At the Pan American Games in Mar del Plata, Argentina, in 1995, Eswort Coombs brought glory to our country when placing third in the 400m, the first Vincentian track and field athlete to mount the podium at these Games. Of course in that same year he became the first Vincentian to win gold at the Central American and Caribbean Athletics Championships and also the first of our citizens to win gold at the World University Student Games in Fukuoka, Japan.
We were in attendance in Winnipeg, Canada in 1999, Santo Doming, Dominican Republic, in 2003, Rio de Janeiro, Brazil, in 2007 and Guadalajara, Mexico, in 2011.
For Toronto 2015, several of our sports were facilitated by the NOC to participate in the slew of qualifying competitions around the Americas. In the end, Athletics, Swimming and Taekwondo earned the opportunity to compete at the Games.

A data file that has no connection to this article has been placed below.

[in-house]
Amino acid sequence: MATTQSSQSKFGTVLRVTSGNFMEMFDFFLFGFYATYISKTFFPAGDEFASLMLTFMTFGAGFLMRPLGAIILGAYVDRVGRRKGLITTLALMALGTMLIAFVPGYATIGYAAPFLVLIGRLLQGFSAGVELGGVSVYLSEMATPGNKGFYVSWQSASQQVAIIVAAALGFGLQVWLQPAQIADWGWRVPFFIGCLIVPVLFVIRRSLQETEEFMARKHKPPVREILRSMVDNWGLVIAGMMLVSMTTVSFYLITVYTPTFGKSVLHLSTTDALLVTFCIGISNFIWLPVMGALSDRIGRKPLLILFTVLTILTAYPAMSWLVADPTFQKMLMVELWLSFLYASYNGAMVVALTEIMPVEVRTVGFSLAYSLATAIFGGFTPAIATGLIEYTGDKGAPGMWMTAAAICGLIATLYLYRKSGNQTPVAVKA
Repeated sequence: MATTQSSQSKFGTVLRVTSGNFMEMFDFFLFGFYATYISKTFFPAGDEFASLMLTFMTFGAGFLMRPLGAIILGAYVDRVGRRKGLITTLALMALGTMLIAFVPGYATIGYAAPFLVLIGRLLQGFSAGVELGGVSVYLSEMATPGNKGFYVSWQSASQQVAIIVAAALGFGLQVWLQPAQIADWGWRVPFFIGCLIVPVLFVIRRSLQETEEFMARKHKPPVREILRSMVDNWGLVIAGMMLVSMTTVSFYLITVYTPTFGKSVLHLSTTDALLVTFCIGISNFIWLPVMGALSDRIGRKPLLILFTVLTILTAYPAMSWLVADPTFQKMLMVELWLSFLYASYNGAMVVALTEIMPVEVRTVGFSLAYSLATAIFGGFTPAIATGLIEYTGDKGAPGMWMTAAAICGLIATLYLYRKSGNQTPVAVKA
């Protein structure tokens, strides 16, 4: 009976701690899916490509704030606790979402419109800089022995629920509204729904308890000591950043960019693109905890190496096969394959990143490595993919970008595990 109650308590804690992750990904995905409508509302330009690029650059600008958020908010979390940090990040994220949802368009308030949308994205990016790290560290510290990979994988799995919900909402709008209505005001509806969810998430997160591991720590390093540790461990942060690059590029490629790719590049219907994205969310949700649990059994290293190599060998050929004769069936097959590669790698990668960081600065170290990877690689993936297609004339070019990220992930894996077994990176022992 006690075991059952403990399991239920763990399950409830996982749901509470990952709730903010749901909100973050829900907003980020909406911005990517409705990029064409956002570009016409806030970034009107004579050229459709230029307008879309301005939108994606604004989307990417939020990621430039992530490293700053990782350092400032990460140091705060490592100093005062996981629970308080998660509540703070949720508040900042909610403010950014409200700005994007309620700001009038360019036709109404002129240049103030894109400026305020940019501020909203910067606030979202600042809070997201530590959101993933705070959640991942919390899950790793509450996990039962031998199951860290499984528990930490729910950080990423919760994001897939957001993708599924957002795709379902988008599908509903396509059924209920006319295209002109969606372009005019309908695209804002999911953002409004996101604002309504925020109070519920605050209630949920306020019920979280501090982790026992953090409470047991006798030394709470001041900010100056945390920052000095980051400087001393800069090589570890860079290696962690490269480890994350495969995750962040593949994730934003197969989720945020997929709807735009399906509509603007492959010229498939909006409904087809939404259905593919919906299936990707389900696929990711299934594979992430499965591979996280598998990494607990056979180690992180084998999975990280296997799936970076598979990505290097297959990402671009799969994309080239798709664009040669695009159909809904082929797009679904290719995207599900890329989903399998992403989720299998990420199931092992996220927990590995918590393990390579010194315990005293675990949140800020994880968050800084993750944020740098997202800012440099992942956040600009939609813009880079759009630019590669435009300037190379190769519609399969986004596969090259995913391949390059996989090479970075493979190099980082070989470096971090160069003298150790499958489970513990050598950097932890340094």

Prior to attending the Games the majority of the athletes were involved in a training camp held at Barrie University in Canada where they had access to adequate training facilities.
As always there is no shortage of challenges for the participants from our country. They know that the competition would be very keen and the local support for Canadians would be a huge burden to overcome.
Track and Field athletes preparing for the Pan American Games experienced a number of challenges not the least of which was the late changing of the standards.
Initially the Association of Pan American Athletics (APA) circulated the standards that were approved for the athletics component of the Games. Because most of the major countries hold their annual championships in the month of June, athletics was given until 29 June to submit their final entries for the Games.